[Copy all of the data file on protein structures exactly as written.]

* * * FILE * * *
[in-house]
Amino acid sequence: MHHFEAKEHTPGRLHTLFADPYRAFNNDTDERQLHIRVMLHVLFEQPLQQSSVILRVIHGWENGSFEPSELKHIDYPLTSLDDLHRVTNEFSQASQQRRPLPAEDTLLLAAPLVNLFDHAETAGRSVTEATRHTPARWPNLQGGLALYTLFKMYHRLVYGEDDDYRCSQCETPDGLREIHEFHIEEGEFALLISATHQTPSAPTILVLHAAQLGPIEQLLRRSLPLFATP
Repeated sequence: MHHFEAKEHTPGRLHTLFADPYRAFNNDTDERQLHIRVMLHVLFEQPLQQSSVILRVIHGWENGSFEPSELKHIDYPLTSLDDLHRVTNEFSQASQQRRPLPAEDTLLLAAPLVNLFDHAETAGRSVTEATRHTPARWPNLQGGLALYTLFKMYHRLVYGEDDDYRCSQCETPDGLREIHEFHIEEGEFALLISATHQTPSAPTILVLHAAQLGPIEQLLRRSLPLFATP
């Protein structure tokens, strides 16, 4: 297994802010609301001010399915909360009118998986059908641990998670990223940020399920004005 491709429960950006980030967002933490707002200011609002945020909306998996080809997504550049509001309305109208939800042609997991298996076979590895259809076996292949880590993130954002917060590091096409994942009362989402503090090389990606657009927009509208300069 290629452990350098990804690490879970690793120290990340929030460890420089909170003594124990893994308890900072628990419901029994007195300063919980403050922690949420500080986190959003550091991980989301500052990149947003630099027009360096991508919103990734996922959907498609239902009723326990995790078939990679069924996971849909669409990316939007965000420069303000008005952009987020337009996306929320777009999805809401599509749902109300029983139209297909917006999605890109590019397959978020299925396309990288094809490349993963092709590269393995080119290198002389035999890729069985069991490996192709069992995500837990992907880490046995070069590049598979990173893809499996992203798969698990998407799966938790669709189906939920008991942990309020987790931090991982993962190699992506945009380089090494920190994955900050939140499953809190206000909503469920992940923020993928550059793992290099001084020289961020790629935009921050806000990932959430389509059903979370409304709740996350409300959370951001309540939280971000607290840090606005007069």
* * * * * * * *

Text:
[in-house]
Amino acid sequence: MHHFEAKEHTPGRLHTLFADPYRAFNNDTDERQLHIRVMLHVLFEQPLQQSSVILRVIHGWENGSFEPSELKHIDYPLTSLDDLHRVTNEFSQASQQRRPLPAEDTLLLAAPLVNLFDHAETAGRSVTEATRHTPARWPNLQGGLALYTLFKMYHRLVYGEDDDYRCSQCETPDGLREIHEFHIEEGEFALLISATHQTPSAPTILVLHAAQLGPIEQLLRRSLPLFATP
Repeated sequence: MHHFEAKEHTPGRLHTLFADPYRAFNNDTDERQLHIRVMLHVLFEQPLQQSSVILRVIHGWENGSFEPSELKHIDYPLTSLDDLHRVTNEFSQASQQRRPLPAEDTLLLAAPLVNLFDHAETAGRSVTEATRHTPARWPNLQGGLALYTLFKMYHRLVYGEDDDYRCSQCETPDGLREIHEFHIEEGEFALLISATHQTPSAPTILVLHAAQLGPIEQLLRRSLPLFATP
């Protein structure tokens, strides 16, 4: 297994802010609301001010399915909360009118998986059908641990998670990223940020399920004005 491709429960950006980030967002933490707002200011609002945020909306998996080809997504550049509001309305109208939800042609997991298996076979590895259809076996292949880590993130954002917060590091096409994942009362989402503090090389990606657009927009509208300069 290629452990350098990804690490879970690793120290990340929030460890420089909170003594124990893994308890900072628990419901029994007195300063919980403050922690949420500080986190959003550091991980989301500052990149947003630099027009360096991508919103990734996922959907498609239902009723326990995790078939990679069924996971849909669409990316939007965000420069303000008005952009987020337009996306929320777009999805809401599509749902109300029983139209297909917006999605890109590019397959978020299925396309990288094809490349993963092709590269393995080119290198002389035999890729069985069991490996192709069992995500837990992907880490046995070069590049598979990173893809499996992203798969698990998407799966938790669709189906939920008991942990309020987790931090991982993962190699992506945009380089090494920190994955900050939140499953809190206000909503469920992940923020993928550059793992290099001084020289961020790629935009921050806000990932959430389509059903979370409304709740996350409300959370951001309540939280971000607290840090606005007069």